Monday, 8 February 2016
Last updated 2 days ago
Jun 17 2010 | 10:58am ET
Hedge and private equity fund managers are still likely to face a major tax hike, but not just yet.
The tax and unemployment benefits bill that includes the closing of the so-called “carried-interest” loophole suffered a setback yesterday when the U.S. Senate voted against suspending its spending rules to pass the legislation. Senate rules require that any new costs be offset by savings elsewhere, but the bill, which would extended jobless benefits and some popular tax breaks as well as offer additional aid to states, fell $85 billion short of that goal.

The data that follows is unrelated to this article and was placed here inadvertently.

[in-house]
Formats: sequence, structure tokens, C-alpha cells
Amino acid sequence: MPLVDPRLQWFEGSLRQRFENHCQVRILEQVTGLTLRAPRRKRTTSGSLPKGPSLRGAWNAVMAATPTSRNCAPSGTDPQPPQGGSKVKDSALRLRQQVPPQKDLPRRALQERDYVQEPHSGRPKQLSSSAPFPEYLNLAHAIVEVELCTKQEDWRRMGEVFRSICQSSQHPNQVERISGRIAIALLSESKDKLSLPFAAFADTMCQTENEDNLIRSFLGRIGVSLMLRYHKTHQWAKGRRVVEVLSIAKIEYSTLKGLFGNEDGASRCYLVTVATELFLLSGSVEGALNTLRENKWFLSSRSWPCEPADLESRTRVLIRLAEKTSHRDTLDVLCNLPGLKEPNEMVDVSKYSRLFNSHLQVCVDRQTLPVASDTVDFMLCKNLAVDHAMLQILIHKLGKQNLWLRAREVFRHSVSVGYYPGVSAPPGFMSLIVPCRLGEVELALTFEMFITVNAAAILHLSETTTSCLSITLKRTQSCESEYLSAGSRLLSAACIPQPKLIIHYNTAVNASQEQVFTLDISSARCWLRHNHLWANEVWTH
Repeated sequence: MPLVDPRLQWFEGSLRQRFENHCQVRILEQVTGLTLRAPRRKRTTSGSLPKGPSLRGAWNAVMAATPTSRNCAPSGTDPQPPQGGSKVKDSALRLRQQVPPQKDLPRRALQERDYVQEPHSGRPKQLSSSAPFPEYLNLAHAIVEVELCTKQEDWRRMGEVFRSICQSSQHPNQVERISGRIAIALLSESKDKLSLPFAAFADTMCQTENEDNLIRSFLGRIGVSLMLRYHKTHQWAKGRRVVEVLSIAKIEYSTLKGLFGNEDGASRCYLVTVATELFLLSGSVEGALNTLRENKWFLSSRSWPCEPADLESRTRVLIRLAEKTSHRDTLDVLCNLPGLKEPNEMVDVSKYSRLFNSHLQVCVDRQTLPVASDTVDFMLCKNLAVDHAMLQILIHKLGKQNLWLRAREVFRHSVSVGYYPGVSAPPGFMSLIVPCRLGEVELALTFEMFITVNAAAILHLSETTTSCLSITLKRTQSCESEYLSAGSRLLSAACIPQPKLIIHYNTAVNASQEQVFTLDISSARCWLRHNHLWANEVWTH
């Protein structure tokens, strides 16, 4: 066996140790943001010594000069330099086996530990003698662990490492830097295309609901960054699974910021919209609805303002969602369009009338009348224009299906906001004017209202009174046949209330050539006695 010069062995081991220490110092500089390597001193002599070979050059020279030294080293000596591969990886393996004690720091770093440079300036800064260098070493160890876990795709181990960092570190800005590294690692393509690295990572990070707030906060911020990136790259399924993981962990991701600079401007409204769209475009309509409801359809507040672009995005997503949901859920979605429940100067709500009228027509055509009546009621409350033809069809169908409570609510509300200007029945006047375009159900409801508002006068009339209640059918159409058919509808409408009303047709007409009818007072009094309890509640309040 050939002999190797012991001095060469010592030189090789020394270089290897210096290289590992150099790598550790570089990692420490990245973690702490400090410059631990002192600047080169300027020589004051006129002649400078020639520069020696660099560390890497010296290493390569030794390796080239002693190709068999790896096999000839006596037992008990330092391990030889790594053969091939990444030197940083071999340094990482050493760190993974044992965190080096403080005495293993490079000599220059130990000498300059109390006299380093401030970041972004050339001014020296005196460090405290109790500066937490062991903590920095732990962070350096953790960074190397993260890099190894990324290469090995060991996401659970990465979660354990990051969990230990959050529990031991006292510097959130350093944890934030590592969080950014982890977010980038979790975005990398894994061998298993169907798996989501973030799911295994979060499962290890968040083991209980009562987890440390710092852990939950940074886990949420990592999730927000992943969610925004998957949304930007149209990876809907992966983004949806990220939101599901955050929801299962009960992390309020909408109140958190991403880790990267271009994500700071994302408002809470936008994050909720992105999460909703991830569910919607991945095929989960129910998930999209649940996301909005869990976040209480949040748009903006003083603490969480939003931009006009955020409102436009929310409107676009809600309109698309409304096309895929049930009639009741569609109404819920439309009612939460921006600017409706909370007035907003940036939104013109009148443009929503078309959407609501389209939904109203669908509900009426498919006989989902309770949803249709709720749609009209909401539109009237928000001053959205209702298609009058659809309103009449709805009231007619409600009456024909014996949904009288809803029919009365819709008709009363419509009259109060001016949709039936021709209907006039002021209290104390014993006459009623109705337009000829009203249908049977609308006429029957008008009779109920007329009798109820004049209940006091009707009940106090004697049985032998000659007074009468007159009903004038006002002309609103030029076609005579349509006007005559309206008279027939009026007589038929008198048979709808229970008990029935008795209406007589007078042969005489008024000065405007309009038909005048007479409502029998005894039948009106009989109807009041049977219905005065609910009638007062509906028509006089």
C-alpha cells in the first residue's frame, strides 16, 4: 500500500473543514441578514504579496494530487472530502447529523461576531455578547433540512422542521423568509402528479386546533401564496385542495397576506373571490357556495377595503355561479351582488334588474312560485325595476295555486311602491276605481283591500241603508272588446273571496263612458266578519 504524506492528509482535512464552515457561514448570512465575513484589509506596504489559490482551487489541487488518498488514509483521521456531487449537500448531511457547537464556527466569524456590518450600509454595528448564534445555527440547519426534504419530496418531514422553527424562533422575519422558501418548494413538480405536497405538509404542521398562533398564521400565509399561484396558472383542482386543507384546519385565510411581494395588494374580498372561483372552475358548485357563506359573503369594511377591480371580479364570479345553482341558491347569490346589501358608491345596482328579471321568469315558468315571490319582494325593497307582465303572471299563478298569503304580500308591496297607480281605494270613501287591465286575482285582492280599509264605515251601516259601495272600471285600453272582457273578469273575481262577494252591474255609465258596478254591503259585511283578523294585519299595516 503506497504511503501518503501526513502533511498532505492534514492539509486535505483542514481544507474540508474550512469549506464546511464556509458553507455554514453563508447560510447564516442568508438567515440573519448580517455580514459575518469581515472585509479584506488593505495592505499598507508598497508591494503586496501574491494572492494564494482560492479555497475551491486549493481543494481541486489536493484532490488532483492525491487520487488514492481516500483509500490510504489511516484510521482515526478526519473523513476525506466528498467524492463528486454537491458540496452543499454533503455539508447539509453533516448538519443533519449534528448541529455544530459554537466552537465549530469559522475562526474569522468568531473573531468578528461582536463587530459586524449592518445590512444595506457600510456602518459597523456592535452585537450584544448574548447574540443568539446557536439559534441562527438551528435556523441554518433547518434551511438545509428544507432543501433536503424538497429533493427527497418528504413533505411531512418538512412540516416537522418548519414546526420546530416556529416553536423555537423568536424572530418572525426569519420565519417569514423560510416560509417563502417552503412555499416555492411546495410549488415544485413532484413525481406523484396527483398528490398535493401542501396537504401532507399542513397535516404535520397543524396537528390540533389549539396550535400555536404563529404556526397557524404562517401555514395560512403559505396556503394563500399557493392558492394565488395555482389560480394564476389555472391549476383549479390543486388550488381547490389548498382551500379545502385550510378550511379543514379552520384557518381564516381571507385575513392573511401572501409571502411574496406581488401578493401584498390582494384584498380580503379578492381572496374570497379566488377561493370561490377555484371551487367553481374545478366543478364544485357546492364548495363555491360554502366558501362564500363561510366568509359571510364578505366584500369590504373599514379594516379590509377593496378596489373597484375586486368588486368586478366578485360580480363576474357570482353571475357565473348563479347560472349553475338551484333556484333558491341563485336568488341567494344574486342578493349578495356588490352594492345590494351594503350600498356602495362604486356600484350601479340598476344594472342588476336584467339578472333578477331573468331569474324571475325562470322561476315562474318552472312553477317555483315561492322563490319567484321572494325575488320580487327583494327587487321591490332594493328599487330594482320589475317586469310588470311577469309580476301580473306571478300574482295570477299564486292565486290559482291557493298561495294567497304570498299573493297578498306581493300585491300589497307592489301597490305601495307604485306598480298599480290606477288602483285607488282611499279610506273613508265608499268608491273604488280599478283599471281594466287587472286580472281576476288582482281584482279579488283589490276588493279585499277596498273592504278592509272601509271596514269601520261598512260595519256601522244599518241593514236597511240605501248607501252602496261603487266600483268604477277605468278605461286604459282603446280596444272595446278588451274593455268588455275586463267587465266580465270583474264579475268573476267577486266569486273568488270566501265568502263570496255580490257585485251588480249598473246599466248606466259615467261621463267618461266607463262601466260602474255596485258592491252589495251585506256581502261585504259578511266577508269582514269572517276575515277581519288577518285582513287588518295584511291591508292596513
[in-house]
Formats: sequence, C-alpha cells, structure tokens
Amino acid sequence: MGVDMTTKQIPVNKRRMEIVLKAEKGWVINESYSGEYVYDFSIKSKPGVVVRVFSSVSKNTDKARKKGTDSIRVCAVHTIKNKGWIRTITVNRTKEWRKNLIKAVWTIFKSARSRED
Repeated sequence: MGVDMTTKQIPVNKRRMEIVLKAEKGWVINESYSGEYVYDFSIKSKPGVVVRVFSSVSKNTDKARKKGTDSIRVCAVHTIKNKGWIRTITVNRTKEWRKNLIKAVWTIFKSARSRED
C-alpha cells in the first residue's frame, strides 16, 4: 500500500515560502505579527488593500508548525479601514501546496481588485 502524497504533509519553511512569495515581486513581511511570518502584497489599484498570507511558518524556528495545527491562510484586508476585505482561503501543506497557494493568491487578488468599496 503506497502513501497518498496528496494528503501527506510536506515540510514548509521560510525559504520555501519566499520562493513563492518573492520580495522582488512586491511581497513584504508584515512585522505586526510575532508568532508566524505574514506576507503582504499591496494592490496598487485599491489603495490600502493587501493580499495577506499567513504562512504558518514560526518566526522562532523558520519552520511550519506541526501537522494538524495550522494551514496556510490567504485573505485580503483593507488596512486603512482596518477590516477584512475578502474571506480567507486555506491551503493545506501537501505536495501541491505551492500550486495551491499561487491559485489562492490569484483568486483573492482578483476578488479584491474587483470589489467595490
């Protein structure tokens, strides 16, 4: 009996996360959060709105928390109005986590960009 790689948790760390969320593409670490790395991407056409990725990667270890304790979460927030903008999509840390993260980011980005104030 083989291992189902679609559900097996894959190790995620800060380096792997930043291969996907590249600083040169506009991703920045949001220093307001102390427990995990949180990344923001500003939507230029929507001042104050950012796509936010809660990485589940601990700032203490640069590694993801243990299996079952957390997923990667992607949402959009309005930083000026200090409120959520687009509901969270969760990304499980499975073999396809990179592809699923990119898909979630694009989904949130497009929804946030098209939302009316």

The defeat—a dozen Democrats joined with the Republican minority to sink the plan—means that Senate leaders will have to come up with a cheaper version of the $140 billion plan, one that Senate Finance Committee Chairman Max Baucus is said to be working on already.
Both sides say they expect some form of the bill to pass eventually, and given the gap in spending and saving, it seems unlikely that the increased revenue from taxing most performance and incentive fees as ordinary income, rather than at the lower capital-gains rate, would be jettisoned. But the setback does mean than any bill emerging from the Senate will likely require a vote in the House of Representatives, which has already approved the more expensive plan.